Friday, January 06, 2017
Not As Easy As It Looks
Jenna played middle school basketball for me for three years. In sixth grade, she asked if I would perform her wedding at some long future date; of course, I was honored! Now, as a junior on our traditionally powerful varsity girls' basketball team, Jenna is back in my Gospels class and ranks as one of my best students ever. But that's not all. She is also serving as my student assistant coach in basketball for our first period practices. Although her own basketball schedule precludes her from sitting on the bench with us during games, she is invaluable to me and our squad. I'm hoping her schedule allows her to be with us next year, too!
Jenna had a little glitch several days ago. She went home sick, after practice but before her seventh period Bible class. That left her with a quiz to make up, Matthew 5:13-30 to be exact. She came in during my second period 8th grade Bible class this morning during her SACT or tutorial time to make up her work. Before she walked out the door, I asked Dahlia, one of our players,
"How do you think Jenna did in practice this morning?" Predictably, Dahlia answered, "Great!" I countered that I thought Jenna had shot very poorly during our workout in her role as assistant. Jenna was in a hurry so we really didn't have a discussion. But what I said was true..... and not true. You see, when Jenna shoots in practice, it's her job to miss. We have three rebounding drills, two of which are live based on who gets the ball, where it is imperative that Jenna, as our designated shooter, miss. We still play the ball if her shot goes in but it is much better for our purposes if she misses. So, for Jenna to have a good day in practice, her shooting percentage needs to be zero. That's like saying to make a good grade on a test, you have to have no correct answers. Some kids would like that option!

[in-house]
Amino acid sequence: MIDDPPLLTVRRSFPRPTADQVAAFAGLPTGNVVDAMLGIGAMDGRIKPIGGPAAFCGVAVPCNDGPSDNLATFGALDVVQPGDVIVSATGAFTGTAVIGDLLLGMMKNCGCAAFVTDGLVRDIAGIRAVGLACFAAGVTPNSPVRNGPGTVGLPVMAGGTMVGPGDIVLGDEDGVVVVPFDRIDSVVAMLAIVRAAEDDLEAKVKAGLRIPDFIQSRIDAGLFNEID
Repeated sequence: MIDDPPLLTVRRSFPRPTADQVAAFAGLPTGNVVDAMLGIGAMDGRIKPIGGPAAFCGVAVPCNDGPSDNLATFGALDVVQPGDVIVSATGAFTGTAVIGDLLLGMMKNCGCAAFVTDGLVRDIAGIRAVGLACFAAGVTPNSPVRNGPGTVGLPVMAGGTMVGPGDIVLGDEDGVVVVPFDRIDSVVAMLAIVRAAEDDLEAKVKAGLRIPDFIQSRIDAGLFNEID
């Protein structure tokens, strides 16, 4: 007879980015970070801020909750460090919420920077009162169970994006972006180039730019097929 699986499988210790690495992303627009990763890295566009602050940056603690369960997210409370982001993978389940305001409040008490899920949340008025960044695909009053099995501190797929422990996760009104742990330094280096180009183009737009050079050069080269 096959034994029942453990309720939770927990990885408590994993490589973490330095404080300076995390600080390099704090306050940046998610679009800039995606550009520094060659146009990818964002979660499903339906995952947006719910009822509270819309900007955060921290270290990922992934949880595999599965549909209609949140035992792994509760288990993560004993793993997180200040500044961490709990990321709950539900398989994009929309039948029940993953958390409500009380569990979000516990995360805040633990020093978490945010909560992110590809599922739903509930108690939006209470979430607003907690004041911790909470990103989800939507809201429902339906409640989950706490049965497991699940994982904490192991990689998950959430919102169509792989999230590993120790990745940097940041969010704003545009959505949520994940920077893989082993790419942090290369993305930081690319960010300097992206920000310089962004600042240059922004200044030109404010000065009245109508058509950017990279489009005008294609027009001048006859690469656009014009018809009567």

Here's what makes Jenna's job so tough; her misses have to be plausible. By this I mean the ball has to avoid going through the hoop while being close enough to mimic a legitimate shot. She has to change her shooting stroke just barely; too much and it won't be close and not enough, she likely scores. It's kind of like lying, isn't it? That's a subject we will speak about frequently as we cover the Sermon on the Mount. Jesus tells us to let our yes be yes and our no, no. But when we lie, to make it believable, it has to sound like it's true or at least possible. There has to be some accuracy mixed in with the dishonesty. I know this is an oversimplification but lies tend to take more narrative than the truth, at least in my opinion. I think Satan is effective as he can make lies sound like truth because we are naive and hear what we want to hear. Jenna can't just throw the ball at the basket like a baseball and Satan doesn't trumpet his deceit. It takes work for Jenna to be a bad shooter and seek to be inaccurate because that's not in her nature. But it's not a struggle for the devil to distort the truth because that's who he is. Jesus said Satan is the father of lies. That's one horrible family to identify with.
Applicable quote of the day:
“The only difference between a good shot and a bad shot is if it goes in or not”
E-mail me at firstname.lastname@example.org
Posted by Steve Hawley at 10:07 PM